Eddie Tabash is using one set of criteria, Grothe and Dacey another. For Tabash, the fact that a group is generally distrusted (if not hated) is sufficient to say that groups needs a civil rights movement (if it doesn't have one already). For Grothe and Dacey, the possibility of future discrimination isn't enough - they require actual and active discrimination occurring on an institutional level (discrimination that is part of rules, regulations, laws, and standards rather than simply individual discrimination here and there) before a group can be said to have or need a civil rights movement.

Who is correct? They both are, given the criteria they use. But which set of criteria makes the most sense? I'd like to side with Grothe and Dacey. If "civil rights movement" is to mean anything, then ideally it should be a movement to achieve and establish the "civil rights" of some group that generally doesn't get the same basic civil rights as everyone else. In other words, it must be a fight for rights not currently recognized rather than for rights that are recognized, but not very happily and willingly.

However, while atheists' civil rights might be technically recognized on the books, this doesn't mean that they are grudgingly recognized in practice all the time. In an effort to make their case against atheists needing any sort of civil rights movement, Grothe and Dacey are unreasonably overzealous in overstating their case. They correctly state that atheists don't suffer from the same degree of discrimination as other groups, but then they undermine their own good argument by stating:

To our knowledge, there is no such thing as "atheist bashing." If there were cases of such harm, one would expect to hear about them in the media and the courts, or at least in the common knowledge of unbelievers. So, where are the cases? On many occasions we have put this question to leaders in the nonreligious community and have never been presented with a single compelling example.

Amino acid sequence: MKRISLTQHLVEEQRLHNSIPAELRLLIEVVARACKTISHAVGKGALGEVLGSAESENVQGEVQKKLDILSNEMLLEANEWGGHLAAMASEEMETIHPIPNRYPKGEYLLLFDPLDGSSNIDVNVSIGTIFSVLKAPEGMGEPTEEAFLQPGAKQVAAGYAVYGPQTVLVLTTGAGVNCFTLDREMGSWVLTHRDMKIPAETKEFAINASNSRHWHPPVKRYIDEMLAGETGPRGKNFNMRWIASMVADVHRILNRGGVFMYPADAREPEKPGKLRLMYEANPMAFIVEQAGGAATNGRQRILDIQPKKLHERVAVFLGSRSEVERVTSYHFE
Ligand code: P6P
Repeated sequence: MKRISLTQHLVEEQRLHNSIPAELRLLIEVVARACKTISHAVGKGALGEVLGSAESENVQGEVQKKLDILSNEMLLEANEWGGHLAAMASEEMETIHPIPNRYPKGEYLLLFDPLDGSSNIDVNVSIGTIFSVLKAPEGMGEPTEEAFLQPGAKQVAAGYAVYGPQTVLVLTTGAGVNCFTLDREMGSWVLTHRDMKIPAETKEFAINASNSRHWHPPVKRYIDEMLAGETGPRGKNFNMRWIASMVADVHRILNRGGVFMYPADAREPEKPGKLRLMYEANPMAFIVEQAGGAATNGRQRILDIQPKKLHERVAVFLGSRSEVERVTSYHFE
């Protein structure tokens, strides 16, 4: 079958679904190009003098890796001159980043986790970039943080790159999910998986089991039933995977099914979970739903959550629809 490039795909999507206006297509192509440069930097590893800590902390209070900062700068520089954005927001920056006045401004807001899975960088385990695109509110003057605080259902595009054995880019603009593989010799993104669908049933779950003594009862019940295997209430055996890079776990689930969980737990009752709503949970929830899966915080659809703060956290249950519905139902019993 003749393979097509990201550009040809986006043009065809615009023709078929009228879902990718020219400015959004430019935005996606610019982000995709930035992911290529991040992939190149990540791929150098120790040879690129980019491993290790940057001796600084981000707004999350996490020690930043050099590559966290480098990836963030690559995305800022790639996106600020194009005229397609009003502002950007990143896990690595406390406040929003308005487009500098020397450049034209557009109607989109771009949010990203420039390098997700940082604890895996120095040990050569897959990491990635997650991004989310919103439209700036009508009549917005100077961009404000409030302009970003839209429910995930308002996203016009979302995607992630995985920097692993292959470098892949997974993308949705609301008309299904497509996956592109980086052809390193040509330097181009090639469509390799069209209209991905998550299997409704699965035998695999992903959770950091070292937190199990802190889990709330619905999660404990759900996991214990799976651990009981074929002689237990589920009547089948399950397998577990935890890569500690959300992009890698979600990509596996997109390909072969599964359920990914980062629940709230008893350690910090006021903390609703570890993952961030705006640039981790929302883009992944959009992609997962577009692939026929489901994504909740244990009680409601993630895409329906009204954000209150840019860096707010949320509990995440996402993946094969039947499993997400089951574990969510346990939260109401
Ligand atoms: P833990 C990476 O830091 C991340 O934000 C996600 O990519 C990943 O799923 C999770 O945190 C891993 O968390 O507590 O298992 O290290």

It wouldn't have been difficult even at the time to find such examples, and today that numbers of examples just keep mounting. How does Grothe react when example after example is presented to him of exactly that which he categorically denied existing? Ebon Muse exchanged some emails with him and while he backs down slightly from the original claim, he doesn't go so far as to acknowledge he's doing so.

That's disappointing. Grothe and Dacey made a claim in their original article which was wrong — it should have been recognized as wrong then and certainly should be recognized as wrong now. The only proper follow-up now is to admit this. I can't understand the reluctance, given the fact that their argument isn't even based on this particular assertion.

The statement "Atheists need a public awareness campaign, not a liberation movement" seems fair - Grothe and Dacey don't deny that atheists aren't regarded very highly, but their argument seems to me to be that a public awareness campaign would help alleviate misunderstandings and, as a consequence, help to ensure that the rights we currently have are preserved.

On the other hand, a public awareness campaign is only helpful if atheists' problems are due to honest misunderstandings. If instead atheists' problems are due to outright bigotry, then public awareness just isn't enough. This is where Tabash's argument proves to be stronger. Atheists' civil rights are protected more because people don't have choice and as a side-effect of general religious liberty protections, not because enough people actually and sincerely believe that atheists deserve to be treated as fully equal. Public awareness campaigns may be less confrontational and easier for people who just want to "get along," but they won't do much to improve atheists' situation overall.